Thursday, 29 April 2010, 5:50 pm

Prior to the 20th Century, nearly everything we learned about our Universe was rooted in Earth- based study and observation from terra firma. Recognizing the fact that our atmosphere hampers the view of space, by the end of the last Century, astronomers had eagerly embraced observations from mountaintops, balloons, aircraft, and spacecraft. In the first few years of the 21st Century, it has become clear that “space is the place” as permanent astronomical observatories are providing undistorted views of the universe from radio through gamma-ray wavelengths.

Ultrasharp images from the Hubble Space Telescope, and views of the previously invisible Universe from Spitzer, Chandra, Fermi, and other smaller missions are indeed dazzling, but observations with other spacecraft provide another advantage – an uninterrupted view of phenomena for months or years at a time. The Kepler spacecraft is doing just that – enabling us to, for the first time, look for Earthlike planets around other stars. The same data can also be used to study “starquakes” and use them to obtain our first nearly-direct views of the insides of stars through the newly reborn field of “asteroseismology.”

Having spent much of my research time in the past two decades working with large networks of ground-based telescopes to try to obtain 24/7 coverage of stars, the move to space-based observations has been an exciting change. In this talk, I’ll explain why space is, indeed, the best place to go for asteroseismic data, and show how Kepler data from its first year of operation has produced some stunning new results. Sigma Xi Lecture.


Cooking, Fishing and Jogging through Phase Space: A Practical Guide to Discovering and Understanding New Materials

Prof. Paul CanfieldPaul Canfield
Distinguished Professor, Physics and Astronomy, ISU
Alliant Energy-Lee Liu Auditorium, Howe Hall
Thursday, 12 Nov 2009 at 8:00 pm

Paul Canfield, Distinguished Professor in Liberal Arts and Sciences and the Robert Allen Wright Chair in Physics, has spent over has spent over a score of years in condensed matter physics, earning an international reputation for discovering and developing new materials. His work combines physics, chemistry, and metallurgy and is specifically focused on the properties of conducting and magnetic materials. In this lecture he will outline the basic philosophy and techniques needed to search for novel materials. These include a combination of intuition, experience, compulsive optimism and a desire to share discovery. The lecture will be general and include side comments, mildly slanderous asides and references to philosophers living and dead. Sigma Xi Lecture. More info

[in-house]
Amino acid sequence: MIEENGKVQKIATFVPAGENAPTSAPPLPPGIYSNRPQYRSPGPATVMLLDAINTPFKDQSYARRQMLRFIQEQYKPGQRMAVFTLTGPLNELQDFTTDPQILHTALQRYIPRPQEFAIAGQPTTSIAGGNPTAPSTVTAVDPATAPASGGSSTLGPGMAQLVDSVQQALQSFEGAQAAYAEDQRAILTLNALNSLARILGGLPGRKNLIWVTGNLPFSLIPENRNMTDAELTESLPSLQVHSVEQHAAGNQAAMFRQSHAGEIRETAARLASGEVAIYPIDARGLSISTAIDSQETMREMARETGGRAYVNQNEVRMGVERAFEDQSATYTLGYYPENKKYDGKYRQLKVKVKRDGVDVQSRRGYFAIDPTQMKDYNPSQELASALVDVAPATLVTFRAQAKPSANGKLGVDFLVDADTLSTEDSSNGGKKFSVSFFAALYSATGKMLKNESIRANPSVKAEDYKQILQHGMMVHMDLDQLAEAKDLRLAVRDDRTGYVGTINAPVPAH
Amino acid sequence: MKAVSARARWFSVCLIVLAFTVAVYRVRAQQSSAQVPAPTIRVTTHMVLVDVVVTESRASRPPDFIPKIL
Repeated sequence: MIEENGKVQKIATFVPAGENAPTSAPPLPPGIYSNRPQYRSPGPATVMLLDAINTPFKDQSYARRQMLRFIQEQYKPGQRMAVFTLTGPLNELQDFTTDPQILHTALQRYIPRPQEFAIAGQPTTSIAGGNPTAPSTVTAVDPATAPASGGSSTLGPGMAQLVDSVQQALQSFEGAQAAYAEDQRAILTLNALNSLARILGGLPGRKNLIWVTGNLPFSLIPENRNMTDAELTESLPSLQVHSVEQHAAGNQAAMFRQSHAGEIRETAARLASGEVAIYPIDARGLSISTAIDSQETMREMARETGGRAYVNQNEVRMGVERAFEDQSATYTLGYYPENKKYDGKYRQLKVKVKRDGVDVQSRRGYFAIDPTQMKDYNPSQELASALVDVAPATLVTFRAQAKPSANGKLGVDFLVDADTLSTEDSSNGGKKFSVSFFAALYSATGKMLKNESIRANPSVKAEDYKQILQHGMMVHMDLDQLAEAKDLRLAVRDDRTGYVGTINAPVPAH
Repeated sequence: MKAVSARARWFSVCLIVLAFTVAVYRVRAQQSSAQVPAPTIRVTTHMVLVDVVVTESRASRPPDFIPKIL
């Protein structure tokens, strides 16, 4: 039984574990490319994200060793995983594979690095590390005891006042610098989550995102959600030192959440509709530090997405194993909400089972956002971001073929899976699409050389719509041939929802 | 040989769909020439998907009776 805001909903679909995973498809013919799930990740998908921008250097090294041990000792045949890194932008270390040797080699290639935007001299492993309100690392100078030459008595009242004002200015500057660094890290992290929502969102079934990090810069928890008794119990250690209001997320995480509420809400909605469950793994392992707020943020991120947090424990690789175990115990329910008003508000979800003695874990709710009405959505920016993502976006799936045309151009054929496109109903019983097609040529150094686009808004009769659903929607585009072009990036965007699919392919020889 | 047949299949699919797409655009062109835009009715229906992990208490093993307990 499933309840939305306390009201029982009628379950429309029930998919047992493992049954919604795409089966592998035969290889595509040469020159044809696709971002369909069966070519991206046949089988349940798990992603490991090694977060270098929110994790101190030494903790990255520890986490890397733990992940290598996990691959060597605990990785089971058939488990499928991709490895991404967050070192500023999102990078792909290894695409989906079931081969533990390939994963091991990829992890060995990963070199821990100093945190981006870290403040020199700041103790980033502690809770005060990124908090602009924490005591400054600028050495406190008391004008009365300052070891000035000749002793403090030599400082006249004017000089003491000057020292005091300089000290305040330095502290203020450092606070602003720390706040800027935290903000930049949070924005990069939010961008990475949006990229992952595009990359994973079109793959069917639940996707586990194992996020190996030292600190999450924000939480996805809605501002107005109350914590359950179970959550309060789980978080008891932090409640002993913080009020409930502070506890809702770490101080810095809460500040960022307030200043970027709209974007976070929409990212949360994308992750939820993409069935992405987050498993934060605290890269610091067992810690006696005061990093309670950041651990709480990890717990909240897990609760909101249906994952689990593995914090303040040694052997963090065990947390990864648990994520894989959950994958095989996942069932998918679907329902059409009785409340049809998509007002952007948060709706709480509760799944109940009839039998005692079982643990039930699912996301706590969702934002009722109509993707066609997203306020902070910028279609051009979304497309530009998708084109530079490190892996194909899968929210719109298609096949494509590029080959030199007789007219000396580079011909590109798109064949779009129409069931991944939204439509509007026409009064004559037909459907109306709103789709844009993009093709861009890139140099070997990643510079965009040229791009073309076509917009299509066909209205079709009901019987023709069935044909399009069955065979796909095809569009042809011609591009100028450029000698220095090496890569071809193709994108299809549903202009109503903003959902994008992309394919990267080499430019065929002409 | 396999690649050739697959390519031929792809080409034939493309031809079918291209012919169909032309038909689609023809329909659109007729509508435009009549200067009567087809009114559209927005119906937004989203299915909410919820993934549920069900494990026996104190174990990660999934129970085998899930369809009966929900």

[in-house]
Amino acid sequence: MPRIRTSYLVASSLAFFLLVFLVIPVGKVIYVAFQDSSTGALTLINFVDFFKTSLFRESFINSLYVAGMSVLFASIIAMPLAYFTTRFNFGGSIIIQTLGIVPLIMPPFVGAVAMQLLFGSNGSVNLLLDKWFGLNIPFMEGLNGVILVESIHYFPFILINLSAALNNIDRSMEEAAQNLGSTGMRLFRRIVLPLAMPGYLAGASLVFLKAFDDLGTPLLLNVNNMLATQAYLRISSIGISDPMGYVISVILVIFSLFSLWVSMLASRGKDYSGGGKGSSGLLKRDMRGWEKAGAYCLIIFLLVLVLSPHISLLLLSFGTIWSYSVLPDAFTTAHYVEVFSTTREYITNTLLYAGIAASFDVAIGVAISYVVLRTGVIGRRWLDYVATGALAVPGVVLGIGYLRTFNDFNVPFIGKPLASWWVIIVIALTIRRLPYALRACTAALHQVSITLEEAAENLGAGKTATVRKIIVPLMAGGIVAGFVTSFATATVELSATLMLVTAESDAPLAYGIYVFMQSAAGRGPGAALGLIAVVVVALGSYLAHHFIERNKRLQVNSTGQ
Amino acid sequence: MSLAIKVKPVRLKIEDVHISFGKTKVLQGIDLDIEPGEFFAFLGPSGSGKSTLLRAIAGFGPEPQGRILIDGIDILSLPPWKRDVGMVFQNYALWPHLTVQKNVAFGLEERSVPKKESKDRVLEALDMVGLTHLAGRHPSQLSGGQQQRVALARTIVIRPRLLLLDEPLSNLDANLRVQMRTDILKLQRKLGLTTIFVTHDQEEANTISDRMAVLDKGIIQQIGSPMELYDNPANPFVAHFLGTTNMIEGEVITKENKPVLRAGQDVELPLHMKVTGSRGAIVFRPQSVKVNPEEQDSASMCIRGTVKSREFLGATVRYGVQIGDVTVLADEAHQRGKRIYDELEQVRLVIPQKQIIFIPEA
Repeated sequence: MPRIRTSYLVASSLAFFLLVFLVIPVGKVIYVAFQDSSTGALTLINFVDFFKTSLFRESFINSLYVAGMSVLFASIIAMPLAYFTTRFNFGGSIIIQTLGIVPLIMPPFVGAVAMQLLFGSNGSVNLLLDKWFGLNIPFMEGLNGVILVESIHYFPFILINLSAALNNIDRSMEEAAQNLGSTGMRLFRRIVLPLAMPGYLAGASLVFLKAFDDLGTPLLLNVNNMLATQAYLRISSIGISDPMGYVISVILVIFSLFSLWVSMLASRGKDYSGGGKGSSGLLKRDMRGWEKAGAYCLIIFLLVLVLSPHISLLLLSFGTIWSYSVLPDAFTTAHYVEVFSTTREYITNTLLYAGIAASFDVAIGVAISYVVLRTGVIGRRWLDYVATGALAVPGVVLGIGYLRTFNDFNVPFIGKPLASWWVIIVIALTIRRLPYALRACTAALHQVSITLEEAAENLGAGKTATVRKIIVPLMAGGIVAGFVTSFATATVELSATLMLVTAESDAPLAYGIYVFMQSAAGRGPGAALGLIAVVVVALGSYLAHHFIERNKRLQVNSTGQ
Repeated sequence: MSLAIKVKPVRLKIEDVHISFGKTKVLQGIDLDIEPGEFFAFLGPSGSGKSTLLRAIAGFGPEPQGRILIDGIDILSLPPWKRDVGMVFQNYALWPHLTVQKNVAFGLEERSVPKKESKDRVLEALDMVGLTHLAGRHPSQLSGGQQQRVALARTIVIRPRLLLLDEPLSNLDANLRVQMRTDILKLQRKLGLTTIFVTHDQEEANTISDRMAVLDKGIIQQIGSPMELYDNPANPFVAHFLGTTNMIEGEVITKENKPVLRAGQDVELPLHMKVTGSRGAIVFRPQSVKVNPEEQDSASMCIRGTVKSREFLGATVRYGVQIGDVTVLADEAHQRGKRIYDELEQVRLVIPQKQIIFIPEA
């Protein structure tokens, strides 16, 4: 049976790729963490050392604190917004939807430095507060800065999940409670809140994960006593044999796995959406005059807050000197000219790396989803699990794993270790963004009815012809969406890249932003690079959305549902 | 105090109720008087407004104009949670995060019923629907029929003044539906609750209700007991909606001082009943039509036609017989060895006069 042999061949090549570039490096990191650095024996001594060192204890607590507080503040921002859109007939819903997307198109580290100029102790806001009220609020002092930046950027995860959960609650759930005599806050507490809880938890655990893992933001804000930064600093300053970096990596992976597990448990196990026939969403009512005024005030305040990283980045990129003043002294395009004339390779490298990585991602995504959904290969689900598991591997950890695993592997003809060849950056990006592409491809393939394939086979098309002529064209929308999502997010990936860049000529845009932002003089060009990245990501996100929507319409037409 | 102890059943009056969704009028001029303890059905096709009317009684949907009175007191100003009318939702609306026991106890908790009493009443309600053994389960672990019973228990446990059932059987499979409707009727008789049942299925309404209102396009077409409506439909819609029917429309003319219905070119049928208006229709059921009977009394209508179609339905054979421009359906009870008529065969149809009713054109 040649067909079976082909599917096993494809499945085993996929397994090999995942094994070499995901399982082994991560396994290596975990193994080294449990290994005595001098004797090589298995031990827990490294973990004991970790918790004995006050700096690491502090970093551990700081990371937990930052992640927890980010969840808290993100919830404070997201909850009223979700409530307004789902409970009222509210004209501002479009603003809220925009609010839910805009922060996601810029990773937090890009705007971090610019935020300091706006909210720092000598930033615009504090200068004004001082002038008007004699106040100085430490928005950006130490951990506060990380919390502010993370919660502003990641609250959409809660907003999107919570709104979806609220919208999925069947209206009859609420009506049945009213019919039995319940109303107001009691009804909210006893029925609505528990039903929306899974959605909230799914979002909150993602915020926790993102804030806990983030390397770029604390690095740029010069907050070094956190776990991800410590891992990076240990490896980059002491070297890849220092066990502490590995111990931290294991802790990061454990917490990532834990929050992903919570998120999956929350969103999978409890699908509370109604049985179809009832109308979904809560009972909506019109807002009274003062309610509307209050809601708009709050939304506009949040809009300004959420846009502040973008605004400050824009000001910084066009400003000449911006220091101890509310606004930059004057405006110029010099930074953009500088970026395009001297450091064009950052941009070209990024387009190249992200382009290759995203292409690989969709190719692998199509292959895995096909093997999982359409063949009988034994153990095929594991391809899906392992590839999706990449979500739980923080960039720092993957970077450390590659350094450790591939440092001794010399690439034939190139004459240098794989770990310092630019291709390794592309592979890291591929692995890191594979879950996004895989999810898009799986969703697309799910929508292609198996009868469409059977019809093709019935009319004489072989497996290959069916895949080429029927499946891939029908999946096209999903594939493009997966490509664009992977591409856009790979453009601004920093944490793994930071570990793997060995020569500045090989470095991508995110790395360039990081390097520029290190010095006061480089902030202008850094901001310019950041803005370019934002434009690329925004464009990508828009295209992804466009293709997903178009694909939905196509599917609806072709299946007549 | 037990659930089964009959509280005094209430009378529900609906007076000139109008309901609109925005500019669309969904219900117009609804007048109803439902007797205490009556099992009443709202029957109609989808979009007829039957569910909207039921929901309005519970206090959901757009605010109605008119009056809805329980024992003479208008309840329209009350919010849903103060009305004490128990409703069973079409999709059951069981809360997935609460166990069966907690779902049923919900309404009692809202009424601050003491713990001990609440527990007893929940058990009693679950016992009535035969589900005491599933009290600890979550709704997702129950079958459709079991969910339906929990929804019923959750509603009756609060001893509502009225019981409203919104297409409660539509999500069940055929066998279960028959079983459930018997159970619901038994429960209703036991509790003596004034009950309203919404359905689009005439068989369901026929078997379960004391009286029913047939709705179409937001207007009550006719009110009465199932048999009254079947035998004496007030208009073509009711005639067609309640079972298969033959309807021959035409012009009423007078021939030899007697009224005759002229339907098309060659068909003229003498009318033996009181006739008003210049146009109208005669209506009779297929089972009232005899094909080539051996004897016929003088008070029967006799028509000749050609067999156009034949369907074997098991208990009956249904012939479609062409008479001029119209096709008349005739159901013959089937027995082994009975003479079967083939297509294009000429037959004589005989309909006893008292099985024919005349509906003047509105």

The Future of the Ames Aquifer Through the Eyes of Computer Modeling

Prof. William Simpkins
Geological and Atmospheric Sciences
Iowa State University
Initiation Banquet – Scheman Building
April 30, 2009 at 5:30PM

The Ames aquifer, a combined alluvial and buried valley aquifer, provides drinking water for the residents of Ames and Iowa State University, and treated water industry, golf courses, lawn watering, and a rural water district. In 2008, nearly 2.2 billion gallons of water were pumped from the aquifer. Although the city has continually expanded its well fields and water treatment facilities through the years to meet the demands of a growing population, water demands exceeding 10 million gallons per day have occurred during recent summer months. Because the current treatment plant can only provide 12 million gallons per day, the city has been examining water use, water treatment capacity, and the ability of the aquifer to meet future needs. A re- investigation of the hydrogeology of Ames aquifer was initiated in 2005. The results of that study suggest that the Ames aquifer can provide as much water as we need in the future under the present climate. However, this optimism is tempered by a number of factors. Future drought may strain our ability to supply water up to the projected 22 million gallons per day by 2063, particularly if additional industry and municipalities become interested in tapping certain parts of the aquifer. Reducing conditions in the aquifer mandate that well maintenance and rehabilitation will be needed to maintain production levels. In addition, the fast recycle time of water in the aquifer suggests that contaminants, particularly those entering the aquifer from the Skunk River and Squaw Creek due to pumping, may eventually pose a threat to water quality. The 3-D groundwater model provides a state-of-the-art view of how the aquifer works and a mechanism to protect this valuable water resource into the future.